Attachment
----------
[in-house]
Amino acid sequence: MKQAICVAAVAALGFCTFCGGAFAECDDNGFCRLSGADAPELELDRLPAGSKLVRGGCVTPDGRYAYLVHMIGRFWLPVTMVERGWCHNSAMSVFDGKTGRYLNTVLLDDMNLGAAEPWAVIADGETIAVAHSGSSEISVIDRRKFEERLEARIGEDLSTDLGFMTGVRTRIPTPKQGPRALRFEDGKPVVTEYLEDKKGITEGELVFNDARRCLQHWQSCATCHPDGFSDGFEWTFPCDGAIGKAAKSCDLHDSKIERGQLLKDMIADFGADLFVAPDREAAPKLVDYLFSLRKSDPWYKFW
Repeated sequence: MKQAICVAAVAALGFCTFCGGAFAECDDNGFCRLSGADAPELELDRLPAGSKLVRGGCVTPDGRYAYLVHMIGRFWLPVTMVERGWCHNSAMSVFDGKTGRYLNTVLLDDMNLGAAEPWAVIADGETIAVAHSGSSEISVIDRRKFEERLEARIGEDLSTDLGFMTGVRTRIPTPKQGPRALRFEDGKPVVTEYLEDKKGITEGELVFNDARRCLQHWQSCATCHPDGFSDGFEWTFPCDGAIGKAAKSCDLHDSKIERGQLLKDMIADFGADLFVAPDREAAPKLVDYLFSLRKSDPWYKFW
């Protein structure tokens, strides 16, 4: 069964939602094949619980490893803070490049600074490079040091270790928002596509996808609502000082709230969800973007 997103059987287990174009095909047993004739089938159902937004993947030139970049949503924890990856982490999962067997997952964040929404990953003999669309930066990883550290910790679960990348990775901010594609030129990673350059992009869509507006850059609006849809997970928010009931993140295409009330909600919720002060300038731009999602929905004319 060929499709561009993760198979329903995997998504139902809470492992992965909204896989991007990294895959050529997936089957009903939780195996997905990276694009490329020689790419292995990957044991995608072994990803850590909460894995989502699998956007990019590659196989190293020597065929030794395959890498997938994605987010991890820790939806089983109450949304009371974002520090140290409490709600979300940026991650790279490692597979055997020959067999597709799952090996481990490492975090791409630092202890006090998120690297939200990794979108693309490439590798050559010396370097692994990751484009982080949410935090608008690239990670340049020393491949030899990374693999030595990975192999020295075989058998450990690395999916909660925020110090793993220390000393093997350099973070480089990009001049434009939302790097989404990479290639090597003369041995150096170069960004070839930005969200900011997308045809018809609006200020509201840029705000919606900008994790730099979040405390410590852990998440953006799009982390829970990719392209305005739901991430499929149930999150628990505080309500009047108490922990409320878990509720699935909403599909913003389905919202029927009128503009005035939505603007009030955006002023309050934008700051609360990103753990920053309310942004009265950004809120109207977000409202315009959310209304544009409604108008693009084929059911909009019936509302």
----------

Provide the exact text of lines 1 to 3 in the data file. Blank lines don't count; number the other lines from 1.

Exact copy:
[in-house]
Amino acid sequence: MKQAICVAAVAALGFCTFCGGAFAECDDNGFCRLSGADAPELELDRLPAGSKLVRGGCVTPDGRYAYLVHMIGRFWLPVTMVERGWCHNSAMSVFDGKTGRYLNTVLLDDMNLGAAEPWAVIADGETIAVAHSGSSEISVIDRRKFEERLEARIGEDLSTDLGFMTGVRTRIPTPKQGPRALRFEDGKPVVTEYLEDKKGITEGELVFNDARRCLQHWQSCATCHPDGFSDGFEWTFPCDGAIGKAAKSCDLHDSKIERGQLLKDMIADFGADLFVAPDREAAPKLVDYLFSLRKSDPWYKFW
Repeated sequence: MKQAICVAAVAALGFCTFCGGAFAECDDNGFCRLSGADAPELELDRLPAGSKLVRGGCVTPDGRYAYLVHMIGRFWLPVTMVERGWCHNSAMSVFDGKTGRYLNTVLLDDMNLGAAEPWAVIADGETIAVAHSGSSEISVIDRRKFEERLEARIGEDLSTDLGFMTGVRTRIPTPKQGPRALRFEDGKPVVTEYLEDKKGITEGELVFNDARRCLQHWQSCATCHPDGFSDGFEWTFPCDGAIGKAAKSCDLHDSKIERGQLLKDMIADFGADLFVAPDREAAPKLVDYLFSLRKSDPWYKFW